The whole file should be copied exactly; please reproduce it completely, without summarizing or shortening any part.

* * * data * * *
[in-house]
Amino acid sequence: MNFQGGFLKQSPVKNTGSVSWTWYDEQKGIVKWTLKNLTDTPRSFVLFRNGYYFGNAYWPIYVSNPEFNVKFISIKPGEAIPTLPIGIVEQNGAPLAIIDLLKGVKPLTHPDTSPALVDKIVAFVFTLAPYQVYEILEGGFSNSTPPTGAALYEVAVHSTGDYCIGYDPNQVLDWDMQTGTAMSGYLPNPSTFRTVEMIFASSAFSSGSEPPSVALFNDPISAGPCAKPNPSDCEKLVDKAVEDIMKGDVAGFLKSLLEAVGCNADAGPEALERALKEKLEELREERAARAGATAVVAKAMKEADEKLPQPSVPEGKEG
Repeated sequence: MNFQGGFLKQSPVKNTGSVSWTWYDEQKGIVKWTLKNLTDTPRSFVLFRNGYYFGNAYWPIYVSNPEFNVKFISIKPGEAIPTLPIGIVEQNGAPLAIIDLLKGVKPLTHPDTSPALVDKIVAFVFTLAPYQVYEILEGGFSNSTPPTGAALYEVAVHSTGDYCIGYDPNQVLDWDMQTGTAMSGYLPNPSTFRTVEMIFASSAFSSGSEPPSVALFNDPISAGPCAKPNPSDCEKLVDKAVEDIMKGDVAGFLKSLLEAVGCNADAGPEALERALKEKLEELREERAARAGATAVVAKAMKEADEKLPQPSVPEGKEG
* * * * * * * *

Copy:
[in-house]
Amino acid sequence: MNFQGGFLKQSPVKNTGSVSWTWYDEQKGIVKWTLKNLTDTPRSFVLFRNGYYFGNAYWPIYVSNPEFNVKFISIKPGEAIPTLPIGIVEQNGAPLAIIDLLKGVKPLTHPDTSPALVDKIVAFVFTLAPYQVYEILEGGFSNSTPPTGAALYEVAVHSTGDYCIGYDPNQVLDWDMQTGTAMSGYLPNPSTFRTVEMIFASSAFSSGSEPPSVALFNDPISAGPCAKPNPSDCEKLVDKAVEDIMKGDVAGFLKSLLEAVGCNADAGPEALERALKEKLEELREERAARAGATAVVAKAMKEADEKLPQPSVPEGKEG
Repeated sequence: MNFQGGFLKQSPVKNTGSVSWTWYDEQKGIVKWTLKNLTDTPRSFVLFRNGYYFGNAYWPIYVSNPEFNVKFISIKPGEAIPTLPIGIVEQNGAPLAIIDLLKGVKPLTHPDTSPALVDKIVAFVFTLAPYQVYEILEGGFSNSTPPTGAALYEVAVHSTGDYCIGYDPNQVLDWDMQTGTAMSGYLPNPSTFRTVEMIFASSAFSSGSEPPSVALFNDPISAGPCAKPNPSDCEKLVDKAVEDIMKGDVAGFLKSLLEAVGCNADAGPEALERALKEKLEELREERAARAGATAVVAKAMKEADEKLPQPSVPEGKEG